France’s nuclear regulator said Thursday that a third nuclear power plant was hit by a safety issue caused by corroded welds, raising concerns over the country’s power capacity during the height of winter.
The problem was first identified last month on two reactors at the Civaux plant in central France during maintenance.
Energy company EDF has also shut down reactors at its Chooz plant in the eastern Ardennes, which are built to the same design and may also be affected.
“The defects identified in the latest generation reactors were found in another reactor” in Penly in northern France, said Karine Herviou, deputy director of the French nuclear safety regulatory agency IRSN.
The problem is related to welding on pipes that are part of an emergency cooling system, according to IRSN.
“We don’t know if there are any problems elsewhere. EDF is checking all its data” from previous maintenance checks, Herviou added.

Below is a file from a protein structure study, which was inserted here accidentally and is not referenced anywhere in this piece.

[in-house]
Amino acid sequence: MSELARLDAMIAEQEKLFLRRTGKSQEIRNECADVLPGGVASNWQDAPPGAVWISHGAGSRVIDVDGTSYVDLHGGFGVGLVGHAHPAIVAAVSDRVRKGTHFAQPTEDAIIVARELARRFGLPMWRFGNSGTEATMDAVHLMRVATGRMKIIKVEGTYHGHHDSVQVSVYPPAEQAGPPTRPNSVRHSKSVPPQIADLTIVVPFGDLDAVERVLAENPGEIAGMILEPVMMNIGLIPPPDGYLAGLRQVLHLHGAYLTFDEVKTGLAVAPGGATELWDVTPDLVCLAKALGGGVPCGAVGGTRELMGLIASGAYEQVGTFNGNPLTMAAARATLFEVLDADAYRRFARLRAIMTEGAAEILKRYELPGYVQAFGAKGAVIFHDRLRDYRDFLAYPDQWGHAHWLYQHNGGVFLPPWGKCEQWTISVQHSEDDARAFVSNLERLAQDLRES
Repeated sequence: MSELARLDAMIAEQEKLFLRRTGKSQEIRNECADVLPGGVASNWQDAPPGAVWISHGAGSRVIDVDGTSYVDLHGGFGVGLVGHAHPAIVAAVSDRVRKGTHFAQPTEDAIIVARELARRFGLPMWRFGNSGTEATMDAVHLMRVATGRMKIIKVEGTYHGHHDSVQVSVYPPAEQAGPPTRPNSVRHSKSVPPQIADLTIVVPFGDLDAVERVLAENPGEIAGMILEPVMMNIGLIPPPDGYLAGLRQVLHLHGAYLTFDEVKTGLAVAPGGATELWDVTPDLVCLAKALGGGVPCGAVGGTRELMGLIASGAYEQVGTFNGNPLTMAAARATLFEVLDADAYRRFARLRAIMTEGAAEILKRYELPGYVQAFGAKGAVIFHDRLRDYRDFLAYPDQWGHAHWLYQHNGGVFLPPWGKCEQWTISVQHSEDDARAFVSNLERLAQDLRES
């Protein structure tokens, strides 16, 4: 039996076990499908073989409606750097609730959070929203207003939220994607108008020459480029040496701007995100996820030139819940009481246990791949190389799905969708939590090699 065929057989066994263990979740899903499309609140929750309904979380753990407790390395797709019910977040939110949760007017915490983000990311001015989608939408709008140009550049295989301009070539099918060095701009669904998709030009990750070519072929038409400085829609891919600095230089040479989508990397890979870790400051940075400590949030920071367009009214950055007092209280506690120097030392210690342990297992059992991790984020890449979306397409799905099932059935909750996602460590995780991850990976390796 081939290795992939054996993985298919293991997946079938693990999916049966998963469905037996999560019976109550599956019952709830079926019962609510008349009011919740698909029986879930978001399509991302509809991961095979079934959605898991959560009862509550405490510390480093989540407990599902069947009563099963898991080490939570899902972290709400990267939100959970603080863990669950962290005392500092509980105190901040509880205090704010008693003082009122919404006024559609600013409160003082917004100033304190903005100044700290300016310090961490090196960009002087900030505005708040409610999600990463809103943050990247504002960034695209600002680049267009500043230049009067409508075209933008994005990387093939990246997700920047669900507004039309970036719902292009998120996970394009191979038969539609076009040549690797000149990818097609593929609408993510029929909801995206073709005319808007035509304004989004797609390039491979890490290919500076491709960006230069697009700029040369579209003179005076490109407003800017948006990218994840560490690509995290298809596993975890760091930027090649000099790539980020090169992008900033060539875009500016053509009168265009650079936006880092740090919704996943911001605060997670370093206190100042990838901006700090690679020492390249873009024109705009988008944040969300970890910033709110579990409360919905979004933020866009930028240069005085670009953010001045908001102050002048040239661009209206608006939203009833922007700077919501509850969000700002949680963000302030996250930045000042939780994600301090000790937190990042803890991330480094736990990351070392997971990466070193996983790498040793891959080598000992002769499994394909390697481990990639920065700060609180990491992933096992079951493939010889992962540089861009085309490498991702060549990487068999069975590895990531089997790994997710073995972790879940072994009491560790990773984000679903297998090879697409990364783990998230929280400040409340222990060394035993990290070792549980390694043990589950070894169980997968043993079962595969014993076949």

Ten nuclear reactors from the 56-person French fleet are currently out of service for various reasons, accounting for about 20 percent of the country’s nuclear power capacity.
Many French factories are nearing the end of their expected 40-year life, but EDF is struggling to commission new reactors.
The group announced additional delays and cost overruns on Wednesday for the troubled new-generation nuclear power plant at Flamanville in northern France.
The estimated cost has increased by an additional 300 million euros ($340 million) to 12.7 billion euros – about four times more than the initial forecast of 3.3 billion euros.
The Flamanville plant would not be loaded with fuel until the “second quarter of 2023”, meaning it won’t be operational until the end of next year at the earliest.
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